Put a glide in your stride and a dip in your hip and come on up to the mothership.


944 posted:

Stand up for yourself. It works.

When I bring my 25 year old craftsman ratchet in I want it repaired and returned to me. Their quality has been on a steady decline since the mid '90s and their current stock is barely on par with harbor freight.

kimbo305
Jun 9, 2007

He is I, and I am him



This is a tools stupid question but I figured it might be better answered here than in the stupid qs thread.

I have a grease gun and I have been able to pop the coupler onto a zerk. From there, I was able to get a couple squeezes before grease started oozing out from either the zerk or the couple itself. How do I know if I got grease in there? At what point do I know I'm done? FWIW, I wipe off all the excess grease.

Hypnolobster
Apr 12, 2007

What this sausage party needs is a big dollop of ketchup! Too bad I didn't make any.


multiprotocol posted:

Craftsman shop vacs? I need a new smallish shop vac, and the 4 gallon one looks like it's pretty decent. Thoughts or alternative recommendations?

Their electric poo poo is pretty solid. I'd trust a shop vac. We've got two. One is from the early 80's and has been beaten to hell and back and still runs perfectly, and the other is about 2 years old, and while it has a lot of irritating poo poo on it (hose carrier, pipe and attachment carrier, pop-off leaf blower) that the older one doesn't have or need, it still does its job well.



I'm starting to avoid craftsman for ratchets and such, and I'm replacing them with better things. Their wrenches are still solid as hell, as are their screwdrivers.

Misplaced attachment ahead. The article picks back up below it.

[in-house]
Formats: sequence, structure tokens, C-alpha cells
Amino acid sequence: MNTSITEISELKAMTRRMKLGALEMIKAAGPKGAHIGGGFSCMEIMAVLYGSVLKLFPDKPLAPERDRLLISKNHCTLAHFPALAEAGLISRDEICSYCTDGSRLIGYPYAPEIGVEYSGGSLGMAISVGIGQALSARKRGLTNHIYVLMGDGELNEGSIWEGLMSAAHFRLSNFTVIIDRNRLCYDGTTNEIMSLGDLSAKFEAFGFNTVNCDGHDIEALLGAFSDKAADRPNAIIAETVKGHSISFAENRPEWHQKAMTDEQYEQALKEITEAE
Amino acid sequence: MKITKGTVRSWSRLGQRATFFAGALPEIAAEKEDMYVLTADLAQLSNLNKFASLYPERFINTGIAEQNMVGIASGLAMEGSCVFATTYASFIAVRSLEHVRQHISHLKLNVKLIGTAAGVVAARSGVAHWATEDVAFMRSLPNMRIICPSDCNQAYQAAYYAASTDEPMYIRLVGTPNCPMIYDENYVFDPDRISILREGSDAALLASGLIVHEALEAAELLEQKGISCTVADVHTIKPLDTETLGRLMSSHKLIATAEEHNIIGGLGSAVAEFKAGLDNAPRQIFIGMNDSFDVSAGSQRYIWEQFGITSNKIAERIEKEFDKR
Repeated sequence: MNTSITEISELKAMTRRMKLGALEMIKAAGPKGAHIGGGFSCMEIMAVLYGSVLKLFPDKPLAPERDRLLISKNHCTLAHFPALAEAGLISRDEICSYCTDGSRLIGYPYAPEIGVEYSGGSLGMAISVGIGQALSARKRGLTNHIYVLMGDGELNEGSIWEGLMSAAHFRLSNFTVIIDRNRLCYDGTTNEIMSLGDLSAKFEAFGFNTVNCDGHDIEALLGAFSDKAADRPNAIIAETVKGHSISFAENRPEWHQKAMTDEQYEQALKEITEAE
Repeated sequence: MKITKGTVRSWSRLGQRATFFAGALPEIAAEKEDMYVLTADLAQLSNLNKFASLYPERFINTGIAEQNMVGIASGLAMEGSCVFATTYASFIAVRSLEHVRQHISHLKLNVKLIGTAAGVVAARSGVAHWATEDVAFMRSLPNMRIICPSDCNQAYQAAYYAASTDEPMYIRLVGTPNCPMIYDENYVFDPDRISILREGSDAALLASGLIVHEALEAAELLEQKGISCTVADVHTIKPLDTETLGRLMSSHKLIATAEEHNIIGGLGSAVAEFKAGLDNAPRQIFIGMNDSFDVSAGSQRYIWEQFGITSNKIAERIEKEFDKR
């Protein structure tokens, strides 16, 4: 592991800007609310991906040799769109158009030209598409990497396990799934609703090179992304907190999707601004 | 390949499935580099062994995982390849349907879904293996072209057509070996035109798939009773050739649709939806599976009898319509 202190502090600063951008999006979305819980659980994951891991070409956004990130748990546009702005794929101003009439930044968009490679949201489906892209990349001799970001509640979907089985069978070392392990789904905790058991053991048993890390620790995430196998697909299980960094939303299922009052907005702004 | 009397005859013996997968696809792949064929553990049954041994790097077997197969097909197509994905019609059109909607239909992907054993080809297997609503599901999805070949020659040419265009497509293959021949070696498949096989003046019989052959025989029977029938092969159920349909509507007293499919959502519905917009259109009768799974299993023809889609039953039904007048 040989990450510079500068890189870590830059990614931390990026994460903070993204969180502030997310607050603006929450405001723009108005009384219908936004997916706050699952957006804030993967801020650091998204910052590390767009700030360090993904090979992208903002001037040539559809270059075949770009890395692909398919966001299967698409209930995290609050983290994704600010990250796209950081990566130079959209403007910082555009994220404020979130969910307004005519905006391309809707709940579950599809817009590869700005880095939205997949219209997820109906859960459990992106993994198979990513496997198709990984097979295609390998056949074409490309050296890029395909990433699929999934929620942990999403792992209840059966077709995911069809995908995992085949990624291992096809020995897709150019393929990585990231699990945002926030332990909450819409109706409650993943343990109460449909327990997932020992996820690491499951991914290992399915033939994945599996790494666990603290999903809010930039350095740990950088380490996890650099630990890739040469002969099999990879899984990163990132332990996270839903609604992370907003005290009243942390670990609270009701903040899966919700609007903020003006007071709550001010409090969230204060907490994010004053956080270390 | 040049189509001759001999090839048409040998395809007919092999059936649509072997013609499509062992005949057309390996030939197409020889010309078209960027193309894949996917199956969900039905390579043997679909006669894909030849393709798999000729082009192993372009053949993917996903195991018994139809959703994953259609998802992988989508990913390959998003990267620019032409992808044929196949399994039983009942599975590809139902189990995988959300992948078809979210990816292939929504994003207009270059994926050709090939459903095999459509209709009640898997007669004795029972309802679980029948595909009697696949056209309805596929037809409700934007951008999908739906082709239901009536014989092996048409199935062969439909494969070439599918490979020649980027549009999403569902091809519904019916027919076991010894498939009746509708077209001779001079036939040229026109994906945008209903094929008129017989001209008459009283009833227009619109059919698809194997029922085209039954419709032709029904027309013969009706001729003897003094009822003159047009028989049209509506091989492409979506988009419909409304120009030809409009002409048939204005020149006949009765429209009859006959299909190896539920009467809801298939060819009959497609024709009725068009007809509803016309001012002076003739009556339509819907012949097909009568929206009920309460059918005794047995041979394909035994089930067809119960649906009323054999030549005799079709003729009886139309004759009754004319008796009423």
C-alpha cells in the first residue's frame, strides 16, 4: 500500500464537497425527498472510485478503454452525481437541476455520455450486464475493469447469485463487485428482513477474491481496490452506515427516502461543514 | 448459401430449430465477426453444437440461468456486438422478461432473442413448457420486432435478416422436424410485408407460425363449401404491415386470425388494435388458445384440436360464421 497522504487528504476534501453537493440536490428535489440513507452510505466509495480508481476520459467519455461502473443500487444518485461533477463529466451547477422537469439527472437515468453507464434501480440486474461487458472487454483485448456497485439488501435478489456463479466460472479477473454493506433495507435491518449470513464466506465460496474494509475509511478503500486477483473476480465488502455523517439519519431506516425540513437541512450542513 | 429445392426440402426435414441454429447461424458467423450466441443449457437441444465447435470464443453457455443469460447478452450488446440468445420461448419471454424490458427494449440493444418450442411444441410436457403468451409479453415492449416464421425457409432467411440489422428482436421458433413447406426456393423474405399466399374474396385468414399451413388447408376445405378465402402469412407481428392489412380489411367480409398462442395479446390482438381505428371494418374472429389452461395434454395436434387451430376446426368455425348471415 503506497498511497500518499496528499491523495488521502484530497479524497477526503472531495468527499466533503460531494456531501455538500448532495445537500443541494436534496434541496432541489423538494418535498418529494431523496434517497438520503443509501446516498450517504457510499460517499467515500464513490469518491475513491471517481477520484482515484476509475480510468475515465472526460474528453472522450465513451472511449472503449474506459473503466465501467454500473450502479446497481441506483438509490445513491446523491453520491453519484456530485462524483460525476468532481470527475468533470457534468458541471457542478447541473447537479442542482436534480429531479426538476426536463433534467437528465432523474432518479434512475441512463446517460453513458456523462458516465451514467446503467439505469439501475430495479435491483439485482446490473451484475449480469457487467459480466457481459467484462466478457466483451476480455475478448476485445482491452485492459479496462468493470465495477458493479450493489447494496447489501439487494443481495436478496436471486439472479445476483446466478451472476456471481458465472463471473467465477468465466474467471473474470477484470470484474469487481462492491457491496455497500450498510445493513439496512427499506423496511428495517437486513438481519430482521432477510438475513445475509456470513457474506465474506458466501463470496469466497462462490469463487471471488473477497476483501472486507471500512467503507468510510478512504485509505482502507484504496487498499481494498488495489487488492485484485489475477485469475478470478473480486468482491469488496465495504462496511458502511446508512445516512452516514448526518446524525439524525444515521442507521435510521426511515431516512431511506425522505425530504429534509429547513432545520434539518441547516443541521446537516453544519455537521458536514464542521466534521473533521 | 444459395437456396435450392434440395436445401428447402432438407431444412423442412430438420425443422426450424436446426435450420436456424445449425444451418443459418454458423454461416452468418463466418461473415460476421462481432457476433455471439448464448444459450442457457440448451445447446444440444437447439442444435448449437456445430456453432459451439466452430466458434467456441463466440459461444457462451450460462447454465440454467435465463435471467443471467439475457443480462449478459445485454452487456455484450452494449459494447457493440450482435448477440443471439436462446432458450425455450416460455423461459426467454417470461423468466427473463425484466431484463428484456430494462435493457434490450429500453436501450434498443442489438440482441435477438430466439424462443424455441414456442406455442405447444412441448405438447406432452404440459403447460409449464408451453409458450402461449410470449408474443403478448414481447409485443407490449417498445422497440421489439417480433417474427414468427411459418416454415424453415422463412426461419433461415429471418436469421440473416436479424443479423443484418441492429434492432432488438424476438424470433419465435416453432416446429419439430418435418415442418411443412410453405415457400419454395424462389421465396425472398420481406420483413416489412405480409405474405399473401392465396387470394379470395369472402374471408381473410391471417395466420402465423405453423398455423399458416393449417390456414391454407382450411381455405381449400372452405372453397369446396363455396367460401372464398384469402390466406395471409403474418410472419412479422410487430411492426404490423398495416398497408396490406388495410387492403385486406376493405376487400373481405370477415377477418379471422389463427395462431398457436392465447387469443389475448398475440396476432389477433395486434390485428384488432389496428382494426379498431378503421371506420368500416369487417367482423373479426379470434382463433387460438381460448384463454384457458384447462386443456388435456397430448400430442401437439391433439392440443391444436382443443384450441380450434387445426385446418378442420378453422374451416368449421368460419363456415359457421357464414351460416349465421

sharkytm
Oct 9, 2003

Gimme Gimme Swedish Fish...



Fallen Rib

Hypnolobster posted:

Their electric poo poo is pretty solid. I'd trust a shop vac. We've got two. One is from the early 80's and has been beaten to hell and back and still runs perfectly, and the other is about 2 years old, and while it has a lot of irritating poo poo on it (hose carrier, pipe and attachment carrier, pop-off leaf blower) that the older one doesn't have or need, it still does its job well.



I'm starting to avoid craftsman for ratchets and such, and I'm replacing them with better things. Their wrenches are still solid as hell, as are their screwdrivers.

I've got a Cman shopvac with the removable leafblower. Its awesome, and has held up very well.

And Cman wrenches are heavy, thick, uncomfortable, and not particularly well toleranced. They are fine for starting out, but its a good idea to replace them with something better when you get a chance.

That said, all I have are Craftsman wrenches.

AnomalousBoners
Dec 22, 2007

by Ozma


http://www1.mscdirect.com/CGI/NNSRI...742722&PMT4NO=0

ER32 Collet chuck: $123

http://www1.mscdirect.com/CGI/NNSRI...742678&PMT4NO=0

ER32 Collet Set: $357

Price on ebay for both from an American seller but made in china? $122 shipped.

Got them both today and will be ordering some more collet chucks. I freaking love buying tooling on ebay. gently caress ever using a drill chuck or hand making a tap holder to power tap poo poo. Collets rule and since I am not even milling with them (although I have heard they're good enough that I could provided I am not running RPMs that require balancing) I really don't have poo poo to worry about.

Also should be here next week:
http://cgi.ebay.com/ws/eBayISAPI.dl...em=200094179608
http://cgi.ebay.com/ws/eBayISAPI.dl...em=200296096557